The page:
For the record, in case you were wondering what was up with the hot dog mascots: They are the mascots that run during the race held every Indians home game. Every team has some variation, and we just happen feel very passionately about hot dogs in Cleveland.
MTV’s Johnny Bananas played pretty well, took the game very seriously, and made the final out on Baerga to win the game for The World team. I already hated you, Johnny Bananas, but this sealed the deal. Also Sarah deserved her share! That is all.
MLB Futures Game
The Futures Game was a ton of fun, if less personally connected. There’s something to be said for getting see the future of baseball before the players become stars. There was so much raw talent out there it was honestly a little overwhelming, especially given that my background is in data and not in scouting. Knowing too that it was going to be pretty hard to draw any meaningful conclusions from a single game, I simply tried to focus on the excitement and energy of it all.
Some highlights I remember from the game are Jo Adell making a beautiful diving catch out in right field that took my breath away to see live. Seeing Daniel Johnson and Nolan Jones represent the Indians was a fun look into the future of my favorite team. Sam Huff’s game-tying home run in the seventh inning was a monster shot, and it brought the entire crowd to its feet. Even though he got called out, Taylor Trammel’s attempt to steal home was maybe the most exciting play of the night, and it didn’t even work!
It’s truly fun sometimes to watch a game where I have no real opposition interest. I want all these players to succeed.
For me, the night’s top highlight though was getting to watch Padres phenom Luis Petino warm up in the bullpen. I love watching baseball in parks that have their bullpens in the outfield. I think one of the hardest things to comprehend about baseball is just how fast a 90-plus mph fastball feels. Like, we know it’s fast, but you don’t understand—I mean really understand—a 99 mph fastball until you see it up close and personal, so once I saw Petino was warming, I knew I had to check it out. Petino has an interesting windup that reminds me of drawing the string of a bow in how it draws back until it sharply reaches its limit, clearly full of potential energy, and then all at once, it’s released at its target.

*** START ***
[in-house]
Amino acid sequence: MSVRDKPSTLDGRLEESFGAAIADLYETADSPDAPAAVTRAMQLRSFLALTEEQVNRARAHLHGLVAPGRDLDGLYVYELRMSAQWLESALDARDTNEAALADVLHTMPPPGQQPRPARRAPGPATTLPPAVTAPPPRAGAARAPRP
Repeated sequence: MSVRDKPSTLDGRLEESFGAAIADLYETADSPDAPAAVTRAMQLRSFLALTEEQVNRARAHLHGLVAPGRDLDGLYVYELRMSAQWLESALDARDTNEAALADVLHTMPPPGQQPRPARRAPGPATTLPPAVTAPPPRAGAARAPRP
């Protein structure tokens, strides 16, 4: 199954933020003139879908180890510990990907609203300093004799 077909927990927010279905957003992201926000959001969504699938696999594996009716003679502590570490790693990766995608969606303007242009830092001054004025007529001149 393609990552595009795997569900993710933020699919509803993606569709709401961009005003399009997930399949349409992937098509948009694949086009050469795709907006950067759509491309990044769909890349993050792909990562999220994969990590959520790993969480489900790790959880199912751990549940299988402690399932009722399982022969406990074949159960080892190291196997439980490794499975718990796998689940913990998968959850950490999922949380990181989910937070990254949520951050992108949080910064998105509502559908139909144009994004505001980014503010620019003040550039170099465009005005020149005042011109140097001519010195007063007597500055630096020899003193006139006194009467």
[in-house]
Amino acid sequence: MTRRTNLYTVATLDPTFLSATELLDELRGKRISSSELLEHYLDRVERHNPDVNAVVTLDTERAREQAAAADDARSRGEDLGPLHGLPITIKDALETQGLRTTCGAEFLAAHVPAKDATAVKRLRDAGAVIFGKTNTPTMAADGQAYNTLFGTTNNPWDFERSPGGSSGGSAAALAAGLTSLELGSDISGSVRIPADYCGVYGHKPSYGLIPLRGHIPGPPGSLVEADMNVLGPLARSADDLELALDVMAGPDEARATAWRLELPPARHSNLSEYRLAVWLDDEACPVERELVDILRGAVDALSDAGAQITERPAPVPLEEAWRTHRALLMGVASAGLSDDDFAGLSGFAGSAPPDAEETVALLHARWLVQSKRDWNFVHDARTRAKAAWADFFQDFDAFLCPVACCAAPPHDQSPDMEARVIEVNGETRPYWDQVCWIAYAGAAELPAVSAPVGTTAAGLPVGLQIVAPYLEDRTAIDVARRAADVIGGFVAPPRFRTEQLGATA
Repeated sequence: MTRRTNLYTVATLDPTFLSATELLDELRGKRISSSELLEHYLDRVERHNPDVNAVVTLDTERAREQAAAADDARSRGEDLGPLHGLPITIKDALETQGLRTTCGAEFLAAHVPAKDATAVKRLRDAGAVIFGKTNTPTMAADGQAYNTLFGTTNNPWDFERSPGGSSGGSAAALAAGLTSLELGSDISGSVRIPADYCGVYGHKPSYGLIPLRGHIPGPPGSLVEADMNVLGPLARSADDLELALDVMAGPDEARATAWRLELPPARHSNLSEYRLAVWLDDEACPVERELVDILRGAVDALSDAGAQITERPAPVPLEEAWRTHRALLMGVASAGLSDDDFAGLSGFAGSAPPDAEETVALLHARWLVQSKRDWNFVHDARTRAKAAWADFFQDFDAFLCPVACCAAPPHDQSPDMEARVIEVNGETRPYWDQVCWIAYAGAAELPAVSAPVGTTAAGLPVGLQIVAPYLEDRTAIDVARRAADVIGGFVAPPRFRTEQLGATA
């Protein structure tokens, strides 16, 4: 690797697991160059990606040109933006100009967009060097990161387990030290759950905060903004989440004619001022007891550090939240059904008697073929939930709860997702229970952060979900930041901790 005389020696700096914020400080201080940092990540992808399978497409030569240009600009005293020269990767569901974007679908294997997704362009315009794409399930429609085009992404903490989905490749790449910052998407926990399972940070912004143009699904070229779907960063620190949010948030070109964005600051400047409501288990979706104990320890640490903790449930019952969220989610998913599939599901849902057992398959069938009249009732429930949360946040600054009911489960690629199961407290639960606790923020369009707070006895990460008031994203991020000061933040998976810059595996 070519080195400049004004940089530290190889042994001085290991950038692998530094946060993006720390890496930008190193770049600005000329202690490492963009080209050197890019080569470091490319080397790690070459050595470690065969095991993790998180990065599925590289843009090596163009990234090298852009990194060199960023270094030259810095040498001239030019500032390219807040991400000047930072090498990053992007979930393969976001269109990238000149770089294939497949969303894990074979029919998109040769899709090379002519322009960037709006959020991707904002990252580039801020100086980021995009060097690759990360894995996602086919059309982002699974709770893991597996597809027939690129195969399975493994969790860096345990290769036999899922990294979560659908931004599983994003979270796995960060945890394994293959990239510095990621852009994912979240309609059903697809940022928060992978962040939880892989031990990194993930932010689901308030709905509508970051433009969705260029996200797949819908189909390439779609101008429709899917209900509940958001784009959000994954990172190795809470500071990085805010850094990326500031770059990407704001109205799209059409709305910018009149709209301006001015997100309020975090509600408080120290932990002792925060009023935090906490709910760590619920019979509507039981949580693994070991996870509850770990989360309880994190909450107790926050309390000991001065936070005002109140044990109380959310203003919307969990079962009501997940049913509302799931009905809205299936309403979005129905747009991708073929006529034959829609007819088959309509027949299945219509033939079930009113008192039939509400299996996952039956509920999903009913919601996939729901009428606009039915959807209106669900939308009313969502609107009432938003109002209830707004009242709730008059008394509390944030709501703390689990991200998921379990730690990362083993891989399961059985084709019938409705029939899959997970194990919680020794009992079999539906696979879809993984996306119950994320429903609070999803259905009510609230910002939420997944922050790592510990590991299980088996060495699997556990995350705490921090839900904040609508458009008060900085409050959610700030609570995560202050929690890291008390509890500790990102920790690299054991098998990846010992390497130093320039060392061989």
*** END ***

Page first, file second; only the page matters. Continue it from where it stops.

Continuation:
This video is from when he was just getting started but it gives a decent idea of his motion:
If you have the volume on, you can hear how loud that sounds, and he isn’t even throwing full force yet. Once he got going, the poor bullpen catcher was in for a tough time, getting knocked off his feet multiple times by a 99 mph fastball from Petino. One particular fastball got by the catcher and crashed into the padding that lined the bullpen, leaving an indention in the material. When the game ended 45 or so minutes later, that indention was still looked fresh.
Heck, for all I know, it’s probably still there a week later. Throwing in the upper 90s certainly doesn’t guarantee success, but I know I’ll be following his career just to see that incredible power unleashed upon unsuspecting hitters.
This experience was just one of many that created a bond with these young players that can’t be replicated except to see them live in this setting. It was really something else.
After the game, my father and I headed home knowing that the real late night and chaos was coming the next day, and we wanted to make sure we were well-rested, for the Derby especially. Later in the week, I’ll be back with my write-up of the best Home Run Derby of my lifetime and what it was like to experience it in a classic Cleveland bar downtown.
I may not have ended up in the actual stadium, but it was actually one of the greatest nights of my sports fandom.
Thanks so much for taking this journey in The Land with me. We were one night in, and I was already incredibly grateful for the chance to experience the biggest night of my favorite sport in my hometown.
Featured image by Daniel Port